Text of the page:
Today’s (16 Aug) apprenticeships statistics, covering the latest monthly apprenticeship starts, apprenticeship service registrations and commitments, and apprenticeship levy information:

There have been 315,900 apprenticeship starts reported to date between August 2017 and May 2018 for the 2017/18 academic year. This compares to 457,200 and 420,800 starts reported in the equivalent period in 2016/17 and 2015/16 respectively.

As of May 2017 there were significant structural changes to the apprenticeship funding system including the introduction of the apprenticeship levy and Apprenticeship Service.

As shown in the January 2018 release of this publication, 91.7 per cent of those who had PAYE schemes with apprenticeship levy declarations in England of over £150,000 had registered on the Apprenticeship Service.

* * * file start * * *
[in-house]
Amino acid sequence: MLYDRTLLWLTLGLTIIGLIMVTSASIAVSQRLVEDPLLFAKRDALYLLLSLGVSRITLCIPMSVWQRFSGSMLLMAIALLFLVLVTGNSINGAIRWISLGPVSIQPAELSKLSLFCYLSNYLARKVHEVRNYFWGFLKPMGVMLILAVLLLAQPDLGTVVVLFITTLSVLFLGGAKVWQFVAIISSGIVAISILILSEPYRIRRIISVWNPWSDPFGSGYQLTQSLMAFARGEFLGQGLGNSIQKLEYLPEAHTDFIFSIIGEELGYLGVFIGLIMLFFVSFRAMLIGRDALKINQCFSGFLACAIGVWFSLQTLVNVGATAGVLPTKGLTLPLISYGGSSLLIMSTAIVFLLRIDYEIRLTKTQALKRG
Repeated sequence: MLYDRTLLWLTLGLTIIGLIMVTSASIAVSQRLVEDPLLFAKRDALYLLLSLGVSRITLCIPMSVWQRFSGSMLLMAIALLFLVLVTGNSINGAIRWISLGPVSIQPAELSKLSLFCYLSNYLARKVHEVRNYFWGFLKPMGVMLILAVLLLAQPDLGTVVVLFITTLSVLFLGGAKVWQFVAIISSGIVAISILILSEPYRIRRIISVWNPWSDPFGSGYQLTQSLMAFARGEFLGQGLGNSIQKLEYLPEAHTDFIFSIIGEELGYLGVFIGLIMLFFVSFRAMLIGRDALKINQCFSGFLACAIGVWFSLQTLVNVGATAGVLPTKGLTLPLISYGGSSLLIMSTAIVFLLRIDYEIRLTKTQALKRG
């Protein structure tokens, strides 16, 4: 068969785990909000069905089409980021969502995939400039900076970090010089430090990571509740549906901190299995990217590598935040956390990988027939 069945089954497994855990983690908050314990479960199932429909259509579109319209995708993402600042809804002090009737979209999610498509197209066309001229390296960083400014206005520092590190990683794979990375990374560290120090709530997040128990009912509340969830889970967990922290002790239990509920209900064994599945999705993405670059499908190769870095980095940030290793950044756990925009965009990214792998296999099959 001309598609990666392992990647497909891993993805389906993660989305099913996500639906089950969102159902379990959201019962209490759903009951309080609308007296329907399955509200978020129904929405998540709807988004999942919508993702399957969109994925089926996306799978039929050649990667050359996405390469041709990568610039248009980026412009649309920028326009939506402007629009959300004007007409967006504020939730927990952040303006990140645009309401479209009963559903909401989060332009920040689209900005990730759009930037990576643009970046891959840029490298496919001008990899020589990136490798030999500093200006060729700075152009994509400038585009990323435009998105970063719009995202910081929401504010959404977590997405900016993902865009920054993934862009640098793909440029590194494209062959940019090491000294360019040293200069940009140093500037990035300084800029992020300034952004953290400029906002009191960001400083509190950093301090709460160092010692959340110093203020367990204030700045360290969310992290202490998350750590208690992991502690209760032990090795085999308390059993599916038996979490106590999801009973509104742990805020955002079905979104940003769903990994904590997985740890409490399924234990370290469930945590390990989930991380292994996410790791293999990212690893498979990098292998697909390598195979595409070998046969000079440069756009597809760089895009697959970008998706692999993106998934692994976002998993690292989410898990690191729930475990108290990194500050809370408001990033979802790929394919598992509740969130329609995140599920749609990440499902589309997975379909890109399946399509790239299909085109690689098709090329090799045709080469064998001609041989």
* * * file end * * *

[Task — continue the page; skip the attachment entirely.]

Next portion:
These firms have two years to spend their funds and as the new system becomes more established, such changes are likely to significantly impact on apprenticeship starts being reported.

As at 30 June 2018, there have been a total of 14,500 ASAs registered. Please note that the date of registration is the date the apprenticeship service account first registered their Pay As You Earn (PAYE) account number and a legal entity in the digital apprenticeship service system. As at 30 June 2018, there have been a total of 187,200 commitments entered into the apprenticeship service. Of these, 177,600 were fully agreed.

Fiona Aldridge 100x100Dr Fiona Aldridge, Assistant Director at Learning and Work Institute said: